GOP in a position to lose everything
The Republican party is a fractured mess. Former Gov. Mitt Romney got solidly thumped in the 2012 presidential election, losing eight of the nine swing states. The GOP maintains a majority in the House of Representatives, but Democrats running for Congress received more total votes for House and Senate seats in 2012.
The American people are moving in a new direction, and some Republicans are choosing to move with them. Florida Sen. Marco Rubio, an influential senator and likely presidential candidate in 2016, is part of the bipartisan Gang of Eight looking to reform our broken immigration system by securing our borders and providing a path to citizenship for immigrants.
For his willingness to compromise and take a moderate stance on immigration reform, Rubio should be applauded. Instead, conservative talk radio hosts like Rush Limbaugh have ripped into Rubio for giving in to liberal doctrine. Limbaugh told Rubio that the Republican party would be “committing suicide” by pushing these reforms through the Senate.
As someone who is paid to talk for a living, Limbaugh should know the importance of words. Saying that providing a path to citizenship for undocumented immigrants is “suicide” for the Republican party doesn’t allow for civil discourse to create meaningful solutions.
Rather, it spreads misunderstanding, hate and half-truths — a point that media-friendly Republican Frank Luntz made while talking to students at the University of Pennsylvania. Luntz called Limbaugh’s behavior “problematic” because his malicious language only contributes to the severe polarization in Washington. He said that conservative talk radio creates major divisions within the Republican party.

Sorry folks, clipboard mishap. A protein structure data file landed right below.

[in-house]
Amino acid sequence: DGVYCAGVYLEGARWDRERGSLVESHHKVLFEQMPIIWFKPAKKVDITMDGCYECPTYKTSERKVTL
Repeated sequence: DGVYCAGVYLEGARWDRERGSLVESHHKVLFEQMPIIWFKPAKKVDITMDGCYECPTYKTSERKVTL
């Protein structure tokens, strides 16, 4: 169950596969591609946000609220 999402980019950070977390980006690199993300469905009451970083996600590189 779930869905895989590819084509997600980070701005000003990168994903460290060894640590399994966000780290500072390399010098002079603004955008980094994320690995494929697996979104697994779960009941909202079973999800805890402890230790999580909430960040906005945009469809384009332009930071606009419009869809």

Why, when the Democratic presidential candidate has won the popular vote five out of the last six races, would a conservative talk show host blast Republicans for trying to reposition themselves to gain more votes?
Limbaugh said allowing undocumented immigrants to become citizens would pave the way for “9 million automatic Democrat voters,” but he’s entirely missing the point of repositioning the party. In 2012 exit polls, Obama won 93 percent of the black vote, 71 percent of the Hispanic vote and 73 percent of the Asian vote over Romney. As Luntz put it in his Washington Post op-ed, “Hispanic voters don’t think Republicans like, welcome or respect them. So how can they vote Republican? Immigration reform that brings people out of the shadows is the last, best opportunity for the party to reset its broken relationship with Hispanics.”
Hispanics aren’t the only ones Republicans could be reaching out to in order to reposition themselves with voters. According to an ABC News poll last December, Obama had a 58 percent to 32 percent advantage over congressional Republicans when Americans were asked about who is “protecting the middle class.” Luntz’s own polling firm found that twice as many people said the GOP was fighting for “the wealthy” and “big business” than “hardworking taxpayers” or “small business” on the night of the 2012 presidential election.
It’s difficult to figure out exactly what the Republican stance is on the biggest issues facing our nation, but it’s easy enough to find stories about Republicans fighting among themselves. And let’s be clear: Limbaugh’s harsh language toward Rubio was malicious, not constructive debate.
Winning votes in a changing America doesn’t mean sticking to your same, outdated Tea Party antics. Luntz is right: The Republican party is shooting itself in the foot with its own language. Taking a moderate stance doesn’t make you a bad politician; it makes you a reasonable politician. Republican voters have everything to lose here — liberals certainly wouldn’t mind seeing Republicans out of the way on Capitol Hill.
— Nathaniel Drake is a sophomore studying political science and communications. He can be reached at email@example.com or Twitter via @WildcatOpinions.